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Since 2015, defense contractors supporting US and NATO forces in Afghanistan under classified contracts have been practically foreclosed from receiving the tax and corollary benefits intended by the Bi-Lateral Security Agreement (BSA) and NATO Status of Forces Agreement (SOFA) due to conflicts between Afghan policies and US/NATO national security obligations.

After years of consternation, on or about May 14, 2018, the US Embassy, Kabul, provided notice that the Afghan Minister of Finance approved a new tax exemption protocol that eliminates the requirement for BSA/SOFA contractors to provide copies of their government contracts or subcontracts – full or redacted.

Since the BSA and SOFA with Afghanistan became effective in January 2015, BSA/SOFA defense contractors have technically had the right to seek an exemption from Afghan taxes that would otherwise have been due on revenue generated within the region. However, generally speaking, the requirements and procedures for obtaining the exemption have placed companies with classified government contracts in a “catch 22” situation. To obtain a tax exemption ruling, the Afghan Ministry of Finance historically required companies to disclose their full contracts without redaction, thereby potentially placing these same contractors in violation of national security regulations imposed by law and contract. 

The inability to comply with Afghanistan’s tax exemption process without national security repercussions has not only placed uncertainty around contractors’ finances, but also limited their operational flexibility. Like other foreign businesses seeking to do business in Afghanistan, BSA/SOFA contractors are required to apply for and obtain a business license from the Afghanistan Investment Support Agency (an “AISA License”). One of the key benefits that an AISA License provides to BSA/SOFA contractors is the authority to issue visas for their in-country workforce.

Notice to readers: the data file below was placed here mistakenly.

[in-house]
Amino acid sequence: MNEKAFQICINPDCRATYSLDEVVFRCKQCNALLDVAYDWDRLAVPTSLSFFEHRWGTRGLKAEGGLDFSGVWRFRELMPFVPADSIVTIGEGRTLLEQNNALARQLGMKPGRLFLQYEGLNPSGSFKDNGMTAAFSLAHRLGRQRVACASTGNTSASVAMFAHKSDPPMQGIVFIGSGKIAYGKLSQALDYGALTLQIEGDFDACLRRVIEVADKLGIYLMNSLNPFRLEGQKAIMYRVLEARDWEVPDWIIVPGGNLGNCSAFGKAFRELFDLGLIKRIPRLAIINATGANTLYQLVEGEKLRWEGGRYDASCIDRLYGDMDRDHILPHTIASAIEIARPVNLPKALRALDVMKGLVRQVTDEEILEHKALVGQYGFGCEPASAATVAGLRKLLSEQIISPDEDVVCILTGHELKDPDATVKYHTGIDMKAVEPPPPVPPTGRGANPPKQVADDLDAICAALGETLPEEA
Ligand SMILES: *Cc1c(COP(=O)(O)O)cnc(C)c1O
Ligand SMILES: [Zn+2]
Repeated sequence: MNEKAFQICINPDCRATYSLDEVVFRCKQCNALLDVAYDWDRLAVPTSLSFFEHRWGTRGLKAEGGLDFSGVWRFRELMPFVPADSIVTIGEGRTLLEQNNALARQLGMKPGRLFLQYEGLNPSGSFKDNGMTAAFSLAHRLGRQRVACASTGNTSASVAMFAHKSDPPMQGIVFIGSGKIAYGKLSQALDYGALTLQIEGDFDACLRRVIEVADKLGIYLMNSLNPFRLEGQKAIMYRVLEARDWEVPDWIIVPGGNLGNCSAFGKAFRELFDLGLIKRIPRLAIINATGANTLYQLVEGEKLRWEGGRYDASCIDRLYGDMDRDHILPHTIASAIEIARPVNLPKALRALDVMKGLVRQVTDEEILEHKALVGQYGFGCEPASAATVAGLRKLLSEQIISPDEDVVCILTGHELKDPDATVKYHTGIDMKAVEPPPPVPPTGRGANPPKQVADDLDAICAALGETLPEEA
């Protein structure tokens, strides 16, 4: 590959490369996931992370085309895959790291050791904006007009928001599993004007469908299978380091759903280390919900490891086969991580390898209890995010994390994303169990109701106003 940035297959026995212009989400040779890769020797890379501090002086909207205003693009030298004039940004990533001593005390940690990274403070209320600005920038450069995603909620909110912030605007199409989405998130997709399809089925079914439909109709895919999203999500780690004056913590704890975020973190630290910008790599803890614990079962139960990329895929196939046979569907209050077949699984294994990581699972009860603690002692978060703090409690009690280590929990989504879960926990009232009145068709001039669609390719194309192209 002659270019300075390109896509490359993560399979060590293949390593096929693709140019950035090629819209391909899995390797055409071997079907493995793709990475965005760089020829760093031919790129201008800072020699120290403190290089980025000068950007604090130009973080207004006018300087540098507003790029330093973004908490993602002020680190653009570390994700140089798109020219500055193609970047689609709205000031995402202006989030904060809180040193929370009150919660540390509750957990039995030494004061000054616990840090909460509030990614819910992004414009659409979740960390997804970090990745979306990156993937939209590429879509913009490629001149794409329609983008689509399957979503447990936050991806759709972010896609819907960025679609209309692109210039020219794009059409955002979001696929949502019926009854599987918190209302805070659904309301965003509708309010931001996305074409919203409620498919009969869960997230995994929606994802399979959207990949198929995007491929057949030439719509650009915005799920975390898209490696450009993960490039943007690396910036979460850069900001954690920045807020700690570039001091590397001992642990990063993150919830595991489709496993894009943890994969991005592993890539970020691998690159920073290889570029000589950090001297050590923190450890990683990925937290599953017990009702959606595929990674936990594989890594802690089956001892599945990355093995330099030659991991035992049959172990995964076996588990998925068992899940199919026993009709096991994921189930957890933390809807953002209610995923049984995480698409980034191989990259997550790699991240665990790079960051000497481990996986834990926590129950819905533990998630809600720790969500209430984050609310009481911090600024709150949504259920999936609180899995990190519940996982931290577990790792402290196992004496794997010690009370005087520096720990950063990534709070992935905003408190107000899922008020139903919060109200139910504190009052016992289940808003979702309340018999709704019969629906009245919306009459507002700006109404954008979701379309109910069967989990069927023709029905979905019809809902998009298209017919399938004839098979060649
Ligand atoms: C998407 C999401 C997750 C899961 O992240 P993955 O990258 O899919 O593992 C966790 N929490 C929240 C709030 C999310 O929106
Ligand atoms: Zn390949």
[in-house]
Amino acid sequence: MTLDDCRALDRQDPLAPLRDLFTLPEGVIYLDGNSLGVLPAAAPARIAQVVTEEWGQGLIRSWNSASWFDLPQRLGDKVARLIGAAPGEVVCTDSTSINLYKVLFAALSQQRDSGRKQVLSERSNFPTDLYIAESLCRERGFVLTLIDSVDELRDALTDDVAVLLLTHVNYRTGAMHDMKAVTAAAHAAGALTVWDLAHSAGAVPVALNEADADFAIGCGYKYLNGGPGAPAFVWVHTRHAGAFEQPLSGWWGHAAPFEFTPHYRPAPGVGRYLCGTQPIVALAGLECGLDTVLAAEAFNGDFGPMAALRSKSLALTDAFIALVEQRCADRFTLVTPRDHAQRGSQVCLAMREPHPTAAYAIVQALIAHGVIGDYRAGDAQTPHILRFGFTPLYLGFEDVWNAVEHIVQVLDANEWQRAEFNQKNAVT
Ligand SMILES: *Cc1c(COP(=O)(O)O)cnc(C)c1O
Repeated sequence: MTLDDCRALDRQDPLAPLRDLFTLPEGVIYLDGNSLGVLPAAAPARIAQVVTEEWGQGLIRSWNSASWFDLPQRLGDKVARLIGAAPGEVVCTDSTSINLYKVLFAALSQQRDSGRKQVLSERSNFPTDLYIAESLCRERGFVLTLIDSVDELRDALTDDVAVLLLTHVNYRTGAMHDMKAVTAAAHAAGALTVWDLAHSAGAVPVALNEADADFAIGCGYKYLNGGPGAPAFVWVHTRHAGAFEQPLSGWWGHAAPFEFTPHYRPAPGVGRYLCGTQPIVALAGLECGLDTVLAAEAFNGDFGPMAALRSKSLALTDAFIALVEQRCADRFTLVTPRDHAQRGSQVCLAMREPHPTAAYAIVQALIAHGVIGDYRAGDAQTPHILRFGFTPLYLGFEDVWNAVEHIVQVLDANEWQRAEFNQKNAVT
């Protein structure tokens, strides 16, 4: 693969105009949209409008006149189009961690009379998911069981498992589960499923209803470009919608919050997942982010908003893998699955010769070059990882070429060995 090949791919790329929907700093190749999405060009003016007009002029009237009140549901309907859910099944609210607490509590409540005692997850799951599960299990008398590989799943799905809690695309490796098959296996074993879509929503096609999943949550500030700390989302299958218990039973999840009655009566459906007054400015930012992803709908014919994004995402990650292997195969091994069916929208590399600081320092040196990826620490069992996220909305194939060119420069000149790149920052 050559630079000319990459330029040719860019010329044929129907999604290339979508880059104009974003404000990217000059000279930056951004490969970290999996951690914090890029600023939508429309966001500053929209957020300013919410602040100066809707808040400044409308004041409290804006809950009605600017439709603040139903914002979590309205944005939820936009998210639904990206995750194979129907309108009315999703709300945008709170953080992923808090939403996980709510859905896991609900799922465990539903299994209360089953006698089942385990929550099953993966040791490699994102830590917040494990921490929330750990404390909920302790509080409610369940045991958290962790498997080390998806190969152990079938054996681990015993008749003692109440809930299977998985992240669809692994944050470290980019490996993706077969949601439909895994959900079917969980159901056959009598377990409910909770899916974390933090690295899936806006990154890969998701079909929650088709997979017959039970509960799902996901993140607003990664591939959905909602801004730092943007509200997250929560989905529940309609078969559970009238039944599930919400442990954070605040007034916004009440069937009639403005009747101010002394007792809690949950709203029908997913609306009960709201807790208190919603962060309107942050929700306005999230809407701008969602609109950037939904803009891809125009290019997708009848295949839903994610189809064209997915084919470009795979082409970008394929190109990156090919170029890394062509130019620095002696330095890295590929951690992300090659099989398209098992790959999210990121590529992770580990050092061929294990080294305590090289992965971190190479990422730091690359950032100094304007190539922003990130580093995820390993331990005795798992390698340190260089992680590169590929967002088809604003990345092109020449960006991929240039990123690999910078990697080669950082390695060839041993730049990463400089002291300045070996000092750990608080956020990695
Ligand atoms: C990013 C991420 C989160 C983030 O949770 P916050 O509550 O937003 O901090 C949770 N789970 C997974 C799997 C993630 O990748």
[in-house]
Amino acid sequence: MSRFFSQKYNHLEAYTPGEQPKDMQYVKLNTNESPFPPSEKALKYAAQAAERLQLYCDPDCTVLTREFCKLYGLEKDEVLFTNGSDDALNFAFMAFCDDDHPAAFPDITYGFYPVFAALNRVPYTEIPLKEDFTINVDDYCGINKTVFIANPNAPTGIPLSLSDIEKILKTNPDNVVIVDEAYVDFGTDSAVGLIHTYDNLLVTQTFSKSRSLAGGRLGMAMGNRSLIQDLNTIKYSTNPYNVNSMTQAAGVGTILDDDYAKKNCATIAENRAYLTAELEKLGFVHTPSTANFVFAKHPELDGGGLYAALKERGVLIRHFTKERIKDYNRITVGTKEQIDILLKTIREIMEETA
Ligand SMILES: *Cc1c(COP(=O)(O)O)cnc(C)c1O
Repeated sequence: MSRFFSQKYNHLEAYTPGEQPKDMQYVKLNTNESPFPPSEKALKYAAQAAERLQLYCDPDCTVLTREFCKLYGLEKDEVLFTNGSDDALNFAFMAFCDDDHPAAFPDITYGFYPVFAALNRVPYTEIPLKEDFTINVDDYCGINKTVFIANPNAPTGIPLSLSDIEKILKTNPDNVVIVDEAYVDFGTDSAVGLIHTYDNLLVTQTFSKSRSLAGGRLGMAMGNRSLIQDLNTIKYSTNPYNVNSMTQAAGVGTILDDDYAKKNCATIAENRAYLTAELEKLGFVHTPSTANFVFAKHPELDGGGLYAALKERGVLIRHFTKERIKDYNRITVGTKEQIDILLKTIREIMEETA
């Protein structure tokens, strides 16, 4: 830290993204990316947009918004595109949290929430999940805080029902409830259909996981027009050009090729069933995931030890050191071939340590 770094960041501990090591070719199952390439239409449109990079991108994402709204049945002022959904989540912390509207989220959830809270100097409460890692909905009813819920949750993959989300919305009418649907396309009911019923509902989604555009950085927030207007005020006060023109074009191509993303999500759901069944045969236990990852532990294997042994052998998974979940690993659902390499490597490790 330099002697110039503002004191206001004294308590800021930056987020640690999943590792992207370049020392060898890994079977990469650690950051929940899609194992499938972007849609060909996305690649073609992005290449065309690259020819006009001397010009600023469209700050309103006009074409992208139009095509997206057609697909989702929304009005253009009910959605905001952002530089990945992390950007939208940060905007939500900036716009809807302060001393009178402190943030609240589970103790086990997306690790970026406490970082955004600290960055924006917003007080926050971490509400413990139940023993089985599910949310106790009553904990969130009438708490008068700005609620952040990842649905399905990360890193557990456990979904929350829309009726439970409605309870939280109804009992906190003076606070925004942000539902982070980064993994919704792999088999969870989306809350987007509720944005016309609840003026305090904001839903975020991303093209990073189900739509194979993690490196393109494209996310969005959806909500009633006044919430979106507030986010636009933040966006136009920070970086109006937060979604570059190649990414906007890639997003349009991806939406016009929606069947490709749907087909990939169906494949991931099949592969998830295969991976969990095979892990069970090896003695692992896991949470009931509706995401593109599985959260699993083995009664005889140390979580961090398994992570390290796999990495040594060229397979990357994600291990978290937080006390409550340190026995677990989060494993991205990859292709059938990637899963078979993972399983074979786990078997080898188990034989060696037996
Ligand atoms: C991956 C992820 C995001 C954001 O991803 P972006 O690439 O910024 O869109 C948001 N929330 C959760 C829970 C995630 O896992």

With a three-year term, many of the initial AISA Licenses granted immediately following the 2015 effective date of the BSA/SOFA are coming up for renewal, but the AISA renewal process requires companies to demonstrate compliance with Afghan tax reporting obligations. For many of these contractors with classified contracts, the announcement of the new tax exemption protocol could not have been better timed, particularly with less than five months remaining for companies to apply for the partial exemption from tax penalties announced by the Ministry of Finance in January 2018.

While the newly announced tax exemption protocol should provide greater comfort to facility security officers and chief financial officers alike, companies should still adopt a cautious approach until the industry has an opportunity to observe the practical application of the new process.

This document provides a general summary and is for information/educational purposes only. It is not intended to be comprehensive, nor does it constitute legal advice. Specific legal advice should always be sought before taking or refraining from taking any action.